Looking for novel cancer therapeutics

Regeneron and bluebird bio announce collaboration to discover, develop and commercialize new cell therapies for cancer

Jeffrey Bouley
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TARRYTOWN, N.Y. & CAMBRIDGE, Mass.—Regeneron Pharmaceuticals Inc. and bluebird bio Inc. on Aug. 6 announced a collaboration under which they will apply their respective technology platforms to the goal of discovering and developing novel immune cell therapies for cancer.
For bluebird bio’s part, the company brings its expertise in gene transfer and cell therapy, while Regeneron will more specifically leverage its VelociSuite platform technologies for the discovery and characterization of fully human antibodies and T cell receptors (TCRs) directed against tumor-specific proteins and peptides.
Just as they will both bring established technology and expertise, the two companies also will equally share the costs of research and development, up to the point of submitting an Investigational New Drug (IND) application. They have highlighted six targets initially as part of the collaboration deal.
If and when an IND is submitted for a potential cell therapy product, Regeneron will have the right to opt-in to a co-development/co-commercialization arrangement for certain collaboration targets, with 50/50 cost- and profit-sharing. If Regeneron does not opt-in, the company is eligible to receive milestone payments and royalties from bluebird bio on any potential resulting products.
In addition, Regeneron agreed to make a $100-million investment in bluebird bio common stock at a price of $238.10 per share, which represents a premium of 59 percent over the $150 closing price on Aug. 3. The premium will be credited against Regeneron’s initial 50-percent funding obligation for basic collaboration research.
“Like Regeneron, bluebird is a science-focused company looking to push the limits of what novel technologies can do in drug discovery and development,” said Dr. George D. Yancopoulos, president and CEO of Regeneron. “We believe that the tremendous synergies between Regeneron’s proven technologies and bluebird’s toolbox of advanced cell and gene therapy technologies create a promising opportunity to help people with cancer by developing innovative new treatments. This collaboration adds yet another dimension to our rapidly advancing portfolio of immuno-oncology candidates and combination approaches.”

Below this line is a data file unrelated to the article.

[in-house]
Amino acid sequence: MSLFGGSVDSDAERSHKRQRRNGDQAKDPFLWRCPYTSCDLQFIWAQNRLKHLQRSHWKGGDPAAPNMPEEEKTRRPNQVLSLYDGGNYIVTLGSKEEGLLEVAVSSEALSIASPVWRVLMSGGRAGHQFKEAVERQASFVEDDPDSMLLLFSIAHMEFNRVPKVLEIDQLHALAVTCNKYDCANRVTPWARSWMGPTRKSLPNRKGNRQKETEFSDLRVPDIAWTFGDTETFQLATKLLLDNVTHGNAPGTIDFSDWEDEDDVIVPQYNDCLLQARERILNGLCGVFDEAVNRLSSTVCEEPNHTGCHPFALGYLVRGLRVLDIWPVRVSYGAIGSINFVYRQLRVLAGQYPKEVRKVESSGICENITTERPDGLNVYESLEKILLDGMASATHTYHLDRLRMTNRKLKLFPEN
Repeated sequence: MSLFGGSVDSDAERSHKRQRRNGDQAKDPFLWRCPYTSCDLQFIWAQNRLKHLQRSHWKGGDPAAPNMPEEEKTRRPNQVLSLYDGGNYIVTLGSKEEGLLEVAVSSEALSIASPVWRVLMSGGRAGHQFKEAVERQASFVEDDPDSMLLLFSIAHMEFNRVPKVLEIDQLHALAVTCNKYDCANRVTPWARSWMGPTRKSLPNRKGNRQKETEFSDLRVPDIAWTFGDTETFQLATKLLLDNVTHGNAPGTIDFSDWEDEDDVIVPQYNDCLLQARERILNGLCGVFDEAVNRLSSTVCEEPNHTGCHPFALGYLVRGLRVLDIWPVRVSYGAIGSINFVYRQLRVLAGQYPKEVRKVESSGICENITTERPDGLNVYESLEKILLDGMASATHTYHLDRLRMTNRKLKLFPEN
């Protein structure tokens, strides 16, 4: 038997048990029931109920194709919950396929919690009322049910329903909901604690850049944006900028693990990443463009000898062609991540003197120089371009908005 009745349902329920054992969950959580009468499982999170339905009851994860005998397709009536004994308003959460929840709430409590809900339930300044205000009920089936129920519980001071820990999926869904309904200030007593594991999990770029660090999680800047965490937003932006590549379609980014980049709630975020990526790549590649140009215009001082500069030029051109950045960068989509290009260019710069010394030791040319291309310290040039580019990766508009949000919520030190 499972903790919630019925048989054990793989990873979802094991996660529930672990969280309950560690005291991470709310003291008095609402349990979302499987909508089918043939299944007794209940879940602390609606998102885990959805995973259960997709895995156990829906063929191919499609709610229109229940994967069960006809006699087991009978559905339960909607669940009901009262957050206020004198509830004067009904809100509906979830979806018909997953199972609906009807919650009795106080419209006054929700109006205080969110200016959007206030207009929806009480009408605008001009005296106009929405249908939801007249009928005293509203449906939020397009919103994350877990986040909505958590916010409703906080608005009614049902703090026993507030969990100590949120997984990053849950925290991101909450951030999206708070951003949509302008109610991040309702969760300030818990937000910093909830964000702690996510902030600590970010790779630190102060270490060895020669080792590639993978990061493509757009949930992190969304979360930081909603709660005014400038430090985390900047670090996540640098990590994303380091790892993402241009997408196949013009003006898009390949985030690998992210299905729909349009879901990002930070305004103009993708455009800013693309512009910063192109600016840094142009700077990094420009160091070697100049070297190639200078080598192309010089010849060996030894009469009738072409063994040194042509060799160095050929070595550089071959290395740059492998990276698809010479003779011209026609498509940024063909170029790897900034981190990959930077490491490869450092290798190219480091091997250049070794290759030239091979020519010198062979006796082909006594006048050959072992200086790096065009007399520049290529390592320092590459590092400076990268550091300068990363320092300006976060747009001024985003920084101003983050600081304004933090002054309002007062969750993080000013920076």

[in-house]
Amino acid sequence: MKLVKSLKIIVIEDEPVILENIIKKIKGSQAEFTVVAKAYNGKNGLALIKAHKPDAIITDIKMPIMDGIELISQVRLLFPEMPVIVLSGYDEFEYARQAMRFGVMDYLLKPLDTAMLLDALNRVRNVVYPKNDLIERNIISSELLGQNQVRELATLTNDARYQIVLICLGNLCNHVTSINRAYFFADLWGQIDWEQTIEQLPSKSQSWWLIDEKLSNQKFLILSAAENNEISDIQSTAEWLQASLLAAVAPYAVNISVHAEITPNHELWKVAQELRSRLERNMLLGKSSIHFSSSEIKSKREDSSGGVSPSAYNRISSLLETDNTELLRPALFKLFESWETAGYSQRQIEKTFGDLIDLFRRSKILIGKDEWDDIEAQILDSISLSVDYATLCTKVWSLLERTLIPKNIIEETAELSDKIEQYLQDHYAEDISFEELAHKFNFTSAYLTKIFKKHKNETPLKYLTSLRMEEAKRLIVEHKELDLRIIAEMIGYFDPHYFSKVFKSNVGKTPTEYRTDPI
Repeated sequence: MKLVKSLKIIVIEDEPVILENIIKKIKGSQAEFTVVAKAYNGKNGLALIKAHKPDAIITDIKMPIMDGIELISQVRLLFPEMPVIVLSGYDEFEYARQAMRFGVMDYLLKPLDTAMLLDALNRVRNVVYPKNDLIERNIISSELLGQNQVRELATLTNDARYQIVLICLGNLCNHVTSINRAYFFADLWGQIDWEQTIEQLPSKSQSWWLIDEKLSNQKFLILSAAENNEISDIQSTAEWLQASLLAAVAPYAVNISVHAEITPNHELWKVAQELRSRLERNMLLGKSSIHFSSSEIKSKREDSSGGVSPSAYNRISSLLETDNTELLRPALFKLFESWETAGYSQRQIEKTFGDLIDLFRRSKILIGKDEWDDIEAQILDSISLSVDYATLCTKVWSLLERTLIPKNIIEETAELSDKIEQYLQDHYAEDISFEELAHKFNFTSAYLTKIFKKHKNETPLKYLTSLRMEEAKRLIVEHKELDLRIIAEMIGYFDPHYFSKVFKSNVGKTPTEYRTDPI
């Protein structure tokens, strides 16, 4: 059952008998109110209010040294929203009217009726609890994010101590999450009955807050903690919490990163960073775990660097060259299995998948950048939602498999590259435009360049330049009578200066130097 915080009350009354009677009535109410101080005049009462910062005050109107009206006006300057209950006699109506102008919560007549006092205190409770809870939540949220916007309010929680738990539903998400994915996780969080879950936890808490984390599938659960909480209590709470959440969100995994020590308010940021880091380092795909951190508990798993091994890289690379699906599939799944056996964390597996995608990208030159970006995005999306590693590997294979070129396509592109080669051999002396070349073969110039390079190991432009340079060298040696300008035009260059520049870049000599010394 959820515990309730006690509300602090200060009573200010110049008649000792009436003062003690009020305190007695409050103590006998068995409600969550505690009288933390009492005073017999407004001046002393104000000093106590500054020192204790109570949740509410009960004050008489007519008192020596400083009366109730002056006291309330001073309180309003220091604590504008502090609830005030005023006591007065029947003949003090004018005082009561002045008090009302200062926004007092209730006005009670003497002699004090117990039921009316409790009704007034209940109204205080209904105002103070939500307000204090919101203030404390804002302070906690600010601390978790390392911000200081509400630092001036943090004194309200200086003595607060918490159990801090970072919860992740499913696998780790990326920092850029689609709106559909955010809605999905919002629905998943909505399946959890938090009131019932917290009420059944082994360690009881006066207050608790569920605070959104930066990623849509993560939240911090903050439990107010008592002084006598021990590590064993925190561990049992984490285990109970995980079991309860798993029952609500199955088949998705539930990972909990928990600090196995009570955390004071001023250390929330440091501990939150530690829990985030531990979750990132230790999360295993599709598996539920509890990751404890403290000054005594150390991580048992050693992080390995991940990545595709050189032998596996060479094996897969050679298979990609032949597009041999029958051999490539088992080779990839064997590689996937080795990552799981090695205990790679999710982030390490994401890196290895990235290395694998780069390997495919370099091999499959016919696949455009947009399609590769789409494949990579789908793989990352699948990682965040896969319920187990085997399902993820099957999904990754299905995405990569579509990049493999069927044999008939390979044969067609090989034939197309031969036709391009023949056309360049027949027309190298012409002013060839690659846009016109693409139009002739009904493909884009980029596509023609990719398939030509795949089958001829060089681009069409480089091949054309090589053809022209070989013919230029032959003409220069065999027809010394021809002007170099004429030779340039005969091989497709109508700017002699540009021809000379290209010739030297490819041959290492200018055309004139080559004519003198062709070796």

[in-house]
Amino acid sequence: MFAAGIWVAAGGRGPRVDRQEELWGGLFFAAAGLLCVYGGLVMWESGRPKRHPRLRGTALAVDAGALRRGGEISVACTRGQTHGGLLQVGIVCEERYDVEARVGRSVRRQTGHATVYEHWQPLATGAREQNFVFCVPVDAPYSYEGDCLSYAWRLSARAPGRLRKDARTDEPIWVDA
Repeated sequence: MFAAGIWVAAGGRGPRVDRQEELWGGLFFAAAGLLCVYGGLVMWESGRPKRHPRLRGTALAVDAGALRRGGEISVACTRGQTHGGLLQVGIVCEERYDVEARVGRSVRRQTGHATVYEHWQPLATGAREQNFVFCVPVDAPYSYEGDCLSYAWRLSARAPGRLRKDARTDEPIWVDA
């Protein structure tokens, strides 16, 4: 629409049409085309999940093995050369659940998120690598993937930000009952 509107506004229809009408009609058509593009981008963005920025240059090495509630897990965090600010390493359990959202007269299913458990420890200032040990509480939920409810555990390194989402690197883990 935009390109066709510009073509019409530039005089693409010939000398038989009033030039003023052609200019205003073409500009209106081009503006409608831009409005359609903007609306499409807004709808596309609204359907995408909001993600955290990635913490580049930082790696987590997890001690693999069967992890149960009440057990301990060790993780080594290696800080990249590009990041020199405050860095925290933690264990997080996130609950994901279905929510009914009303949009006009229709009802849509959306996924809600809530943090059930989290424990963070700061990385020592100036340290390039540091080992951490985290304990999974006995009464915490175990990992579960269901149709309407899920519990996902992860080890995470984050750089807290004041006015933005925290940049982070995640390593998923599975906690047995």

Cell-based immunotherapies such as chimeric antigen receptor T cells (CAR-Ts) use human immune cells that are modified and returned to the patient to serve as therapeutic agents that specifically target and kill cancer cells. bluebird bio’s technologies use a customized lentiviral vector to modify T cells so that they can recognize tumor-specific proteins expressed by cancer cells and kill them upon engagement. Meanwhile, Regeneron’s VelociSuite technologies allow the creation of fully human antibodies and T cell receptors.
As the companies noted in a news release about the deal, “These complementary technologies have the potential to expand the types of tumors that modified T cells can safely and effectively target by enabling the T cells to reach both extracellular and intracellular tumor antigens.”
“The collaboration with Regeneron complements bluebird bio’s growing immuno-oncology development portfolio, which includes clinical and preclinical CAR-T and T cell receptor programs,” Dr. Philip Gregory, chief scientific officer of bluebird bio, commented in a statement. “With Regeneron’s proven targeting technologies, in combination with our deep expertise in cell biology and vector technology, as well as clinical experience with leading CAR-T cell drug products, we hope to rapidly advance novel cellular therapies with the potential to transform the lives of people with cancer.”
Reporting on the deal, Xconomy noted that Regeneron is not as far along as other major cancer immunotherapy players like Bristol-Myers Squibb and Merck & Co., but added that in partnership with Sanofi, Regeneron does have cemiplimab, which could soon be approved for certain skin cancers—as well as being tested by Regeneron and Sanofi in other cancer types.
As for bluebird, Xconomy noted that it “is closest to approval with a gene therapy—a one-time, long-lasting treatment—for the blood disease beta-thalassemia. But the company is developing cancer treatments as well. It has two cell therapies for multiple myeloma in human testing that are both part of a partnership with Celgene.” Thus, the deal with Regeneron gives bluebird a leg up to move on developing more potential cancer therapies.

Jeffrey Bouley

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